Somehow he became a prisoner again on his way back towards Luxembourg but he didn’t explain in his memoirs who captured him or how this happened. After spending about two weeks in detention in Alsace, France he was taken in August 1945 to an improvised prison camp in Luxembourg guarded by young thugs who often amused themselves by mistreating the inmates.
The following month he was moved to the Grund prison in Luxembourg City, where he had to make bags with paper and glue all day. Soon afterwards he volunteered to join a prisoner bomb disposal squad. He and a few others were taken to Clervaux in the devastated north of the country, where the Battle of the Bulge had raged during the winter of 1944-45. As he was the only professional welder in the group he was assigned the task of cutting up disabled tanks and armored vehicles that littered the former battlefields in the area.
In February 1946 he was sent back to the Grund prison to make paper bags again until the following month, when, on his 35th birthday he had to appear in court before a special tribunal. This tribunal had to handle the cases of as many as 8,000 people accused of collaboration with the Germans, so the judicial proceedings were completed very quickly. My father was sentenced to an 18-year prison term, even though the court had testimonial evidence that he had never betrayed anyone to the Germans during the occupation, as others had done. In his memoirs he wrote that he believed some of those sitting in judgement or mistreating prisoners might have secretly collaborated with the Germans and betrayed others but were not found out after the war.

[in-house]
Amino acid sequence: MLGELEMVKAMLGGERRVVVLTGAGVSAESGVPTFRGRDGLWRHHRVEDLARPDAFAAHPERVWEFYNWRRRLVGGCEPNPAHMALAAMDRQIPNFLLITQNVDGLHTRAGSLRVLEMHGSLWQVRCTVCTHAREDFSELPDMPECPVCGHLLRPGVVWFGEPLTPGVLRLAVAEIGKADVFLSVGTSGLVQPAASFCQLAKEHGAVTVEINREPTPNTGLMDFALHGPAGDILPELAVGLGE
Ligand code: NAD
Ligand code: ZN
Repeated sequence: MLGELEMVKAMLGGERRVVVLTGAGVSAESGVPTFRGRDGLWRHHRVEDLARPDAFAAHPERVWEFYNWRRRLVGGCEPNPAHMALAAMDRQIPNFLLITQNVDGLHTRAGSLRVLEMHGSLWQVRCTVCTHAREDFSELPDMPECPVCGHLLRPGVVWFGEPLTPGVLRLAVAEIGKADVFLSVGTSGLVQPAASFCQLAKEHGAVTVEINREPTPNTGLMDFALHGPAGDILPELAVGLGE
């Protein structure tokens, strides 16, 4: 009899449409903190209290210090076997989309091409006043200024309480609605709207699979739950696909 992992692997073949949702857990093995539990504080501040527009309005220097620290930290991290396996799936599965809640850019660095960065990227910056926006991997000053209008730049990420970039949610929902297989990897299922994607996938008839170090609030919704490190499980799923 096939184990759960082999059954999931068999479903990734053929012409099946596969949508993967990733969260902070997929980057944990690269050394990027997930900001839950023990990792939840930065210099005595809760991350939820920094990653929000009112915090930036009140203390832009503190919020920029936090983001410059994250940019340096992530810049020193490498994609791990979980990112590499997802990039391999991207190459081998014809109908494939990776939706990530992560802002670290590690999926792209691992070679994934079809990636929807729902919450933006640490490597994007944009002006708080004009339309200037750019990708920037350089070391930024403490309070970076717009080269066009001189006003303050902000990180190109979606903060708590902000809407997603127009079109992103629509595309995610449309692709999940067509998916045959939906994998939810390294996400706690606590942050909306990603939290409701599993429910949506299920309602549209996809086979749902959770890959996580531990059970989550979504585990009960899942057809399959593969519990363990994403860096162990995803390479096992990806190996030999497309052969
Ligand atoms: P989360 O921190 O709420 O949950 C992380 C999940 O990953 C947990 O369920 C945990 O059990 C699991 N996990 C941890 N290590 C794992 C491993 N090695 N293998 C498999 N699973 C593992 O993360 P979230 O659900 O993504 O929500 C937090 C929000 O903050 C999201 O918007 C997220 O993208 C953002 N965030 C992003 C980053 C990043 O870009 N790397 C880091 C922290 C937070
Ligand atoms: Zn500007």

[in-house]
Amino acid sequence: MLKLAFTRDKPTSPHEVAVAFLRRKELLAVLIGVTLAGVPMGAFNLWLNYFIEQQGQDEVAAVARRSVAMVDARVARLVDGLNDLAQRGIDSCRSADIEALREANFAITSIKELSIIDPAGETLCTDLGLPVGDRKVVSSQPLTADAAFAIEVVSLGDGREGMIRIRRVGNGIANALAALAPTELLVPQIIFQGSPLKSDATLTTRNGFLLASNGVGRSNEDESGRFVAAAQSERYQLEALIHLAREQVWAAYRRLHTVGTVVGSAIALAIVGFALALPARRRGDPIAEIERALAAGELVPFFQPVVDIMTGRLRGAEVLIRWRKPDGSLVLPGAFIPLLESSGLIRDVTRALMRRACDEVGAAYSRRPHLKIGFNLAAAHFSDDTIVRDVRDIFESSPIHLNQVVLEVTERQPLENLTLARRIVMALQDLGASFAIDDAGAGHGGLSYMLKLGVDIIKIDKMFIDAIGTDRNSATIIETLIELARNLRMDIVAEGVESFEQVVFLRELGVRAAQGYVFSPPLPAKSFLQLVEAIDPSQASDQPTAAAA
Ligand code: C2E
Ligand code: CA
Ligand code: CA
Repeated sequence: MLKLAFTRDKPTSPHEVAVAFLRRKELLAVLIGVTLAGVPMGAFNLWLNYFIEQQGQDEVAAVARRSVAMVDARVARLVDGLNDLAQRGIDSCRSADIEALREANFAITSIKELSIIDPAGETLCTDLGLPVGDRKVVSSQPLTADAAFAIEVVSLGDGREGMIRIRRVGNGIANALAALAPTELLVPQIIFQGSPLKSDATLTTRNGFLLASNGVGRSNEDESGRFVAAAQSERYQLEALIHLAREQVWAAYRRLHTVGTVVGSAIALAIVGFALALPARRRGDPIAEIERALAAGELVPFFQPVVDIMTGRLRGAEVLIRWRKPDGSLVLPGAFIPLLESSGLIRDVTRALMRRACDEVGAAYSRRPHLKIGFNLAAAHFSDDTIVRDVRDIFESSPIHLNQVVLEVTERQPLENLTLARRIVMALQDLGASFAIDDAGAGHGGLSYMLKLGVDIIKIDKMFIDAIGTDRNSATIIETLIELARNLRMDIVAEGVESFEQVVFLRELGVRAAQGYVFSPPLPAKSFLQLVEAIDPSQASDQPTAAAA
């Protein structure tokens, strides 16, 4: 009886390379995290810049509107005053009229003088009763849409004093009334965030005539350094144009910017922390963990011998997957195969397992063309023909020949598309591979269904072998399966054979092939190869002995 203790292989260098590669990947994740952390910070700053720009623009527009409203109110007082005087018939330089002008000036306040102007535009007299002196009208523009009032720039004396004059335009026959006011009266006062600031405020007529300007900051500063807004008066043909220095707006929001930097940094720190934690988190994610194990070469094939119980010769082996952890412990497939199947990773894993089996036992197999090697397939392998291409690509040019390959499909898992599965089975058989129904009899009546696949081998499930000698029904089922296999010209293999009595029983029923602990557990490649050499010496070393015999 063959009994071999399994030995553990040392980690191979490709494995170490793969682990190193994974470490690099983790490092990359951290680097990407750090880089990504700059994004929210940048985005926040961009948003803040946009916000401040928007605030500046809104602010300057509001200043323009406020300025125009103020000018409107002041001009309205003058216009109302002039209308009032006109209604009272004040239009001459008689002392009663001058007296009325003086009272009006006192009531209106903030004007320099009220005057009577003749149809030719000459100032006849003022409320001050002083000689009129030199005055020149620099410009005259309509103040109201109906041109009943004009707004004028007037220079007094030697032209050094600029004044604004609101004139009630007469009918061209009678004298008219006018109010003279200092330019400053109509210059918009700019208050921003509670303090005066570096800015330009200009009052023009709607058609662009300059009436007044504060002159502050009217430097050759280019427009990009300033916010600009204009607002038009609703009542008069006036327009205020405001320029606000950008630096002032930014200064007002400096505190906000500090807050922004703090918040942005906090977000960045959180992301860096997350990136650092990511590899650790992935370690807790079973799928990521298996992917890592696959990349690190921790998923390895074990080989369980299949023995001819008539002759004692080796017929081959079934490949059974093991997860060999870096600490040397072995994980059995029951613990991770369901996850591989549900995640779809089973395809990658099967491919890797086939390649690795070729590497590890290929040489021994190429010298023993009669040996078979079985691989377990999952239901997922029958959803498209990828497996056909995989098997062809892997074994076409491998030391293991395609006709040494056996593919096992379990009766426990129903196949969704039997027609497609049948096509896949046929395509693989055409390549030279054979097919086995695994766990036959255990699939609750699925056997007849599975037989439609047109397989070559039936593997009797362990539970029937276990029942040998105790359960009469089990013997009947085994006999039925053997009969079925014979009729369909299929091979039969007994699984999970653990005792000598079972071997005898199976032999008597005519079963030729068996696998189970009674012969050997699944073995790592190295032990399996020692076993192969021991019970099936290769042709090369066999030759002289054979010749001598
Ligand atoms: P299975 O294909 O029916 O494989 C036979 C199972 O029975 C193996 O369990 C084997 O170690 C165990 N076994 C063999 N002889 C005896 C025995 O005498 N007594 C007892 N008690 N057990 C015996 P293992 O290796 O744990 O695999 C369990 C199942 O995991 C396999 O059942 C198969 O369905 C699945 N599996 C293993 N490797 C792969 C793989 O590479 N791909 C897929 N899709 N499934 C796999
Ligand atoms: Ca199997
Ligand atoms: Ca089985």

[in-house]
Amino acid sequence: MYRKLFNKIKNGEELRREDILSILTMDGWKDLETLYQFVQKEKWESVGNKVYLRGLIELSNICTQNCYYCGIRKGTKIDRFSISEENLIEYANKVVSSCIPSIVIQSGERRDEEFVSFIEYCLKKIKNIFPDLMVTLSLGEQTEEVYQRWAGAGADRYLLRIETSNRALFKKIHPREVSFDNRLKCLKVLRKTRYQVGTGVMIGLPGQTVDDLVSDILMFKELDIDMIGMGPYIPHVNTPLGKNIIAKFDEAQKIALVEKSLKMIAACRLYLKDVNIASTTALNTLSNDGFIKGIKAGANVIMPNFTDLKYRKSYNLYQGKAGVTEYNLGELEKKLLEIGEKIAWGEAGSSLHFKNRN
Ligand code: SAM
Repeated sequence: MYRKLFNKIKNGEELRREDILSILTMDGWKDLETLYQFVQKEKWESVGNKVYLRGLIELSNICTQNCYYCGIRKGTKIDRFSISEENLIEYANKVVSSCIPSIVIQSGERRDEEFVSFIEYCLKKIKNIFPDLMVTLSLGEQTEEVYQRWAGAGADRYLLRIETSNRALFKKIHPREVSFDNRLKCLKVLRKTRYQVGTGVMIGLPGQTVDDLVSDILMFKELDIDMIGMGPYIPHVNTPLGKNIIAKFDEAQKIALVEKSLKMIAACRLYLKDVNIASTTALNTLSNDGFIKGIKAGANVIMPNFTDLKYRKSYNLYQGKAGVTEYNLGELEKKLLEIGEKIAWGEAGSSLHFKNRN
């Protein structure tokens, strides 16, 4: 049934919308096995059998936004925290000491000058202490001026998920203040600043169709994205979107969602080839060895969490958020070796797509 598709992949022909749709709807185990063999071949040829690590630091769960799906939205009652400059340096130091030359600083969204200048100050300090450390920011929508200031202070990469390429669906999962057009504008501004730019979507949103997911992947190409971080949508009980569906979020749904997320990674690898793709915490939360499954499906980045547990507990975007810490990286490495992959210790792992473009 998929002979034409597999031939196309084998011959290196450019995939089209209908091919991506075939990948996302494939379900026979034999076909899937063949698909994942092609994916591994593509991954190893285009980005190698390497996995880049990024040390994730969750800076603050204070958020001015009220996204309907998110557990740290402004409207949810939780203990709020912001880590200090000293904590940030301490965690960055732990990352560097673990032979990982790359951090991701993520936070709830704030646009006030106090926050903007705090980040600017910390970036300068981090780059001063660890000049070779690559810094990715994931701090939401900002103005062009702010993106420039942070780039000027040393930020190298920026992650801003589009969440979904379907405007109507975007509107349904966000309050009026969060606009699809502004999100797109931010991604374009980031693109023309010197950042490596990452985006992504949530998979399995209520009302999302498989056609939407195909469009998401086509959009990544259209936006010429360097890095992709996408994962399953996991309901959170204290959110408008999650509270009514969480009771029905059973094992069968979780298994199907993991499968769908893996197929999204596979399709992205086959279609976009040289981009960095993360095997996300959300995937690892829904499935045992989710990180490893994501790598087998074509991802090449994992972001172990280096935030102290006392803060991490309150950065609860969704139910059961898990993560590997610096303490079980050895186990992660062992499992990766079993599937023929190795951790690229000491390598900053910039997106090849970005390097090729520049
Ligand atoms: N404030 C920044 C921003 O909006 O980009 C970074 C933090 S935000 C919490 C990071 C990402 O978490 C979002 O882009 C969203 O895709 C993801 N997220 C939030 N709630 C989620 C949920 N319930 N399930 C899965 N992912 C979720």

In addition to the prison term he was also divested of his Luxembourg citizenship and became a foreigner in his own country.
In February 1949 the Luxembourg government decided to reduce the sentences of collaborators like my father, who were tried immediately after the war and were given heavy prison terms even though there was no evidence that they had betrayed anyone to the Germans. Nic’s elder brother “Lux” (as he was known to us) had actually worked with the anti-Nazi resistance, and Nic knew others who did the same but he always kept that information from the Germans.